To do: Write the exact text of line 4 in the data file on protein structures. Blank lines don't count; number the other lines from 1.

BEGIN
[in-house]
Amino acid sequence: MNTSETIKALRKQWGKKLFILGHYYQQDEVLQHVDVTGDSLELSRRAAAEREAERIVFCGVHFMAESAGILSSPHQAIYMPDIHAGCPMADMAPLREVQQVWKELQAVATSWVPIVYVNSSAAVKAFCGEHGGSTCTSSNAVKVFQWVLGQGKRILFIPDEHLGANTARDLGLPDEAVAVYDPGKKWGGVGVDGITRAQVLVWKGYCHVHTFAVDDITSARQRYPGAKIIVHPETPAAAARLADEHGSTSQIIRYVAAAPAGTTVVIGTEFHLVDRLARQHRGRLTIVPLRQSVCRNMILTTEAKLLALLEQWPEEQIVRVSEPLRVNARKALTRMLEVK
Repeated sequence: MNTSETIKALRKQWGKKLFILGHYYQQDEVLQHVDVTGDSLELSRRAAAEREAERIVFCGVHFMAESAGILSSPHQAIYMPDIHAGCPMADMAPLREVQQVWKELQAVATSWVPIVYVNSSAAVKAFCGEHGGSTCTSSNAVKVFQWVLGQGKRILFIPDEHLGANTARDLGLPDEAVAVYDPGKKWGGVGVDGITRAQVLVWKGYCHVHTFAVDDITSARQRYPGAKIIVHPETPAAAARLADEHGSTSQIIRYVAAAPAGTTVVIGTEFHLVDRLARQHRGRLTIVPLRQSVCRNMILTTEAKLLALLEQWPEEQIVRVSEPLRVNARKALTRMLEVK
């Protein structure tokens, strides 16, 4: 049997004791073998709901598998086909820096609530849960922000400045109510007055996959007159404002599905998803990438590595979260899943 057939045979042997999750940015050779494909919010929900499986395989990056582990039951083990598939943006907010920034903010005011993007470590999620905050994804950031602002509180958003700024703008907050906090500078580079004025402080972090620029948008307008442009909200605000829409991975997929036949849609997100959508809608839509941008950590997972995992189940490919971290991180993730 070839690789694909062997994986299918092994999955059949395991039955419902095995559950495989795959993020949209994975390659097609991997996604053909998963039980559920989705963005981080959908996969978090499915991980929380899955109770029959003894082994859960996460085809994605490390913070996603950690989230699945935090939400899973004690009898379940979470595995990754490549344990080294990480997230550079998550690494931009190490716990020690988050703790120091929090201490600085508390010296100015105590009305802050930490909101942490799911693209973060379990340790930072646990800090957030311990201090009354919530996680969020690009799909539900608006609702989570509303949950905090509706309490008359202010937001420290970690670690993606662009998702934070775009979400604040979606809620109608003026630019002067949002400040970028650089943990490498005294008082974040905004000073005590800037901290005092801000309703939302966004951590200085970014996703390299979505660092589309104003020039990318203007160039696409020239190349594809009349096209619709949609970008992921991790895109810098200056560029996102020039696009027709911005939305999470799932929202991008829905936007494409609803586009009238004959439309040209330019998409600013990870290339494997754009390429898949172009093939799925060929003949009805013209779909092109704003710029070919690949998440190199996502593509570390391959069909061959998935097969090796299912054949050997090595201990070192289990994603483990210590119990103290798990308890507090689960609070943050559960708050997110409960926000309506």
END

């Protein structure tokens, strides 16, 4: 049997004791073998709901598998086909820096609530849960922000400045109510007055996959007159404002599905998803990438590595979260899943 057939045979042997999750940015050779494909919010929900499986395989990056582990039951083990598939943006907010920034903010005011993007470590999620905050994804950031602002509180958003700024703008907050906090500078580079004025402080972090620029948008307008442009909200605000829409991975997929036949849609997100959508809608839509941008950590997972995992189940490919971290991180993730 070839690789694909062997994986299918092994999955059949395991039955419902095995559950495989795959993020949209994975390659097609991997996604053909998963039980559920989705963005981080959908996969978090499915991980929380899955109770029959003894082994859960996460085809994605490390913070996603950690989230699945935090939400899973004690009898379940979470595995990754490549344990080294990480997230550079998550690494931009190490716990020690988050703790120091929090201490600085508390010296100015105590009305802050930490909101942490799911693209973060379990340790930072646990800090957030311990201090009354919530996680969020690009799909539900608006609702989570509303949950905090509706309490008359202010937001420290970690670690993606662009998702934070775009979400604040979606809620109608003026630019002067949002400040970028650089943990490498005294008082974040905004000073005590800037901290005092801000309703939302966004951590200085970014996703390299979505660092589309104003020039990318203007160039696409020239190349594809009349096209619709949609970008992921991790895109810098200056560029996102020039696009027709911005939305999470799932929202991008829905936007494409609803586009009238004959439309040209330019998409600013990870290339494997754009390429898949172009093939799925060929003949009805013209779909092109704003710029070919690949998440190199996502593509570390391959069909061959998935097969090796299912054949050997090595201990070192289990994603483990210590119990103290798990308890507090689960609070943050559960708050997110409960926000309506």